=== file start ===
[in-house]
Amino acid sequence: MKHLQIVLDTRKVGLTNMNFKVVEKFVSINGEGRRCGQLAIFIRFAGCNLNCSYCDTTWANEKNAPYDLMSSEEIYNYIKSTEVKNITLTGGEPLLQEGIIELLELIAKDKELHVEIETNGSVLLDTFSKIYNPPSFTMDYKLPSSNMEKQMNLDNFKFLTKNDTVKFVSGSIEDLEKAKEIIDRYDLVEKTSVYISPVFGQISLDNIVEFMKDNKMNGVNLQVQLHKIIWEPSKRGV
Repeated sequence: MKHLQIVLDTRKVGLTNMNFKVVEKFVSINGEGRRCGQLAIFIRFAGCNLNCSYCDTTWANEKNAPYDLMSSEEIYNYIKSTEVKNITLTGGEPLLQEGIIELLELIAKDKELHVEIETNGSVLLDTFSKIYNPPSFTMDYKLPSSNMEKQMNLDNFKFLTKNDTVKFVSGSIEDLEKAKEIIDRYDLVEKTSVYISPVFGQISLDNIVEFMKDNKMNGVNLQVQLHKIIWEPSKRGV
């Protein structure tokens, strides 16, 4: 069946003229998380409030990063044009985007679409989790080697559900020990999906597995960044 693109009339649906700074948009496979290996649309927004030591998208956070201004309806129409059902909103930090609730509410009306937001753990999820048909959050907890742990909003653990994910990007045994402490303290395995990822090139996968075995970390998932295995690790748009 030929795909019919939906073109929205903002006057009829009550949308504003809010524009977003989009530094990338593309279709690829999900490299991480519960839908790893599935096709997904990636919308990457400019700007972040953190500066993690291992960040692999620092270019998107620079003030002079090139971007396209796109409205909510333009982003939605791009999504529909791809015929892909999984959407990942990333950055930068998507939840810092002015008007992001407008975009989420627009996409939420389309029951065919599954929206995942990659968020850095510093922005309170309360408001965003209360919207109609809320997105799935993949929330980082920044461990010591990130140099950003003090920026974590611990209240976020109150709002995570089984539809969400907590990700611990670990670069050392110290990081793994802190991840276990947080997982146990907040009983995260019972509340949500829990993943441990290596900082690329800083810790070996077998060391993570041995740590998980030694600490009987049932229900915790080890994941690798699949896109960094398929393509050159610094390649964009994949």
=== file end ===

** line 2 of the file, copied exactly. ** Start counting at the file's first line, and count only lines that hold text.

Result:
Amino acid sequence: MKHLQIVLDTRKVGLTNMNFKVVEKFVSINGEGRRCGQLAIFIRFAGCNLNCSYCDTTWANEKNAPYDLMSSEEIYNYIKSTEVKNITLTGGEPLLQEGIIELLELIAKDKELHVEIETNGSVLLDTFSKIYNPPSFTMDYKLPSSNMEKQMNLDNFKFLTKNDTVKFVSGSIEDLEKAKEIIDRYDLVEKTSVYISPVFGQISLDNIVEFMKDNKMNGVNLQVQLHKIIWEPSKRGV